19 August 2011 No Comments by The Northern Standard

The story of the blues and the history of its people unfolds in the line-up at this year’s Harvest Time Rhythm & Blues festival in Monaghan.
Boo Boo Davis from Drew, Mississippi in the heart of the Delta, one of few remaining blues musicians who sang the blues based in cotton fields in the Mississippi Delta, was one of the sharecroppers who sang loudly to help pass the gruelling hours of work.
Boo Boo, who is one of the main acts performing at the Marquee in Monaghan this year, developed his loud, bellowing voice based on the singing he heard in the fields as a young boy.
In the 1920s the blues left the fields and went to church. Hundreds of different churches opened up, it were the only places of sanctuary the ‘Blacks’ (African-Americans) had. Within these walls the blues developed into gospel, known then as the devil’s music — but it was God’s music first!
Sharrie Williams’ unique style of “rockin’ gospel blues” is surrounded by strong and powerful vocals and arrangements with songs that grab your soul. Sharrie touches souls with her talent and passion for her music, combined with her smoky, sexy and imitable style.
Out of church, heading to the industrial north went over two million people, which was the largest migration of people in the world, even today! It was on the streets and clubs of Chicago that the first electric blues sounds were heard from the great Muddy Waters. The blues had left the church and went to the bars and juke joints. On Saturday 3rd September, Muddy’s his eldest son, Mud Morganfield from Chicago, performs at the Marquee. “He is so similar to his father’s vocal style and energy that it is downright spooky,” is how one pundit summed it up.
The south-western states took this electric blues and created the Texas sound. In the late 1960s and early 1970s the blues scene began to flourish, particularly in the clubs of Austin. The diverse style placed particular emphasis on powerful lead guitars, and Smokin’ Joe Kubek and Bnois King bring their scorching Lone-Star State blues with their twin frontman line-up to the Marquee to finish up the Saturday night show.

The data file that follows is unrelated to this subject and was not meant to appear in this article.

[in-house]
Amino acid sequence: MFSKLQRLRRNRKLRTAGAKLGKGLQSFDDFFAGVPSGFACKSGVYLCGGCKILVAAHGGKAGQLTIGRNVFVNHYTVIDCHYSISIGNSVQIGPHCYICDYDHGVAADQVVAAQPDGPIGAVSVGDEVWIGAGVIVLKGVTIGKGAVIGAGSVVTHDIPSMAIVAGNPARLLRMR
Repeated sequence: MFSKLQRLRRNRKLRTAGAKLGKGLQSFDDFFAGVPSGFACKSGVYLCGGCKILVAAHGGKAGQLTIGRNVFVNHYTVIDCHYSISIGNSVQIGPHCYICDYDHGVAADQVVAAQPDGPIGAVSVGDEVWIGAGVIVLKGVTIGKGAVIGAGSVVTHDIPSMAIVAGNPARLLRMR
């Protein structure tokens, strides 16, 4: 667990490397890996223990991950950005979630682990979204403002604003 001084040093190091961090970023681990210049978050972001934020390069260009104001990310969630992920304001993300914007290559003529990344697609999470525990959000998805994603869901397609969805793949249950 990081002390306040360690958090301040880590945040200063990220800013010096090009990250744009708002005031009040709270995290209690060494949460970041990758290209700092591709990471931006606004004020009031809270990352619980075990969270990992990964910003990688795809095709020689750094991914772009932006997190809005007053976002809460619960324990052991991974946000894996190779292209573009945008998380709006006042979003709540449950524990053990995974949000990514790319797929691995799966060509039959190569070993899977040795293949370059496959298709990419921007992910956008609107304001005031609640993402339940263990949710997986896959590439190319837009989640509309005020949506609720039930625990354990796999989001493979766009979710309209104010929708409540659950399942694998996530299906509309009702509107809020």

Later on in the 1980’s, jump blues was revived by internationally renowned bands such as Roomful of Blues, a swing revival big band. Duke Robillard was one of the founder members, creating this new energised sound which was Duke’s calling card — jump, swing and blues! Sunday gives you the chance to catch his groovin’ sounds. B B King himself has called Duke “one of the great players, one of God’s guitarists”.
The festival closes with the new generation of torch bearers of the blues, Michael ‘Iron Man’ Burks. Burks stands tall as a major contemporary blues artist, and is poised on the brink of major stardom. A fierce flamethrower guitar slinger and an exciting soulful singer, his music has phenomenal firepower. He plays with a decidedly urban, contemporary blues style, and a soul-infused vocal style that suggests some down-home cooking. He is the proof that the blues is alive and well, especially in the skilful hands of this Iron Man!

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